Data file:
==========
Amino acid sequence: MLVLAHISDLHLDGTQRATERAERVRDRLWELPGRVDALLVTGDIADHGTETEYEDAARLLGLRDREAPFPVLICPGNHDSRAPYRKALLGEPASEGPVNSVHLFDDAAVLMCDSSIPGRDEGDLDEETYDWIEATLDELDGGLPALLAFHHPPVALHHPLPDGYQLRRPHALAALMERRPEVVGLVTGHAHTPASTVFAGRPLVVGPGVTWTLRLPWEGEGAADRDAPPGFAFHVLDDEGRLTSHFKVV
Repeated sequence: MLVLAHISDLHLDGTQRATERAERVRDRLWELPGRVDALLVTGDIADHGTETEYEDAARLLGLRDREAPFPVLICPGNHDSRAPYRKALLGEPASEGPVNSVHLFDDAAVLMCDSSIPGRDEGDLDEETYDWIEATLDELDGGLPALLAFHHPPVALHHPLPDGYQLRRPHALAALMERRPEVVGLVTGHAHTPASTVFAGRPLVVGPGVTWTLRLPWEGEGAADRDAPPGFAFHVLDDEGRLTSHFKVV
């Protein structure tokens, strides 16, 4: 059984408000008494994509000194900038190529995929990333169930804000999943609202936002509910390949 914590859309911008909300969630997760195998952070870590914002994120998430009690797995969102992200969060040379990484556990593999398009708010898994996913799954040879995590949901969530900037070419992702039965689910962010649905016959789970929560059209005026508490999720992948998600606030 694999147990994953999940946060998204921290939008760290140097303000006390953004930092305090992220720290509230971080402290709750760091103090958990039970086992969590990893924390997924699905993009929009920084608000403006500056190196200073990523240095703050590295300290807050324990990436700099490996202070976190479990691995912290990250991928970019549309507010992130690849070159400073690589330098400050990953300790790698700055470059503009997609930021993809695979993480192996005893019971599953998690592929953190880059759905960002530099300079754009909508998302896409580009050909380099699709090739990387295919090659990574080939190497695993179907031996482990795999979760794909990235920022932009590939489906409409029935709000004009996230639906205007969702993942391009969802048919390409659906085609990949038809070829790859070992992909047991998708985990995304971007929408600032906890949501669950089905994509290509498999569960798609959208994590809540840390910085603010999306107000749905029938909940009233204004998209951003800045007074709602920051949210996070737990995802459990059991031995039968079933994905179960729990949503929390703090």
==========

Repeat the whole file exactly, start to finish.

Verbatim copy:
Amino acid sequence: MLVLAHISDLHLDGTQRATERAERVRDRLWELPGRVDALLVTGDIADHGTETEYEDAARLLGLRDREAPFPVLICPGNHDSRAPYRKALLGEPASEGPVNSVHLFDDAAVLMCDSSIPGRDEGDLDEETYDWIEATLDELDGGLPALLAFHHPPVALHHPLPDGYQLRRPHALAALMERRPEVVGLVTGHAHTPASTVFAGRPLVVGPGVTWTLRLPWEGEGAADRDAPPGFAFHVLDDEGRLTSHFKVV
Repeated sequence: MLVLAHISDLHLDGTQRATERAERVRDRLWELPGRVDALLVTGDIADHGTETEYEDAARLLGLRDREAPFPVLICPGNHDSRAPYRKALLGEPASEGPVNSVHLFDDAAVLMCDSSIPGRDEGDLDEETYDWIEATLDELDGGLPALLAFHHPPVALHHPLPDGYQLRRPHALAALMERRPEVVGLVTGHAHTPASTVFAGRPLVVGPGVTWTLRLPWEGEGAADRDAPPGFAFHVLDDEGRLTSHFKVV
């Protein structure tokens, strides 16, 4: 059984408000008494994509000194900038190529995929990333169930804000999943609202936002509910390949 914590859309911008909300969630997760195998952070870590914002994120998430009690797995969102992200969060040379990484556990593999398009708010898994996913799954040879995590949901969530900037070419992702039965689910962010649905016959789970929560059209005026508490999720992948998600606030 694999147990994953999940946060998204921290939008760290140097303000006390953004930092305090992220720290509230971080402290709750760091103090958990039970086992969590990893924390997924699905993009929009920084608000403006500056190196200073990523240095703050590295300290807050324990990436700099490996202070976190479990691995912290990250991928970019549309507010992130690849070159400073690589330098400050990953300790790698700055470059503009997609930021993809695979993480192996005893019971599953998690592929953190880059759905960002530099300079754009909508998302896409580009050909380099699709090739990387295919090659990574080939190497695993179907031996482990795999979760794909990235920022932009590939489906409409029935709000004009996230639906205007969702993942391009969802048919390409659906085609990949038809070829790859070992992909047991998708985990995304971007929408600032906890949501669950089905994509290509498999569960798609959208994590809540840390910085603010999306107000749905029938909940009233204004998209951003800045007074709602920051949210996070737990995802459990059991031995039968079933994905179960729990949503929390703090």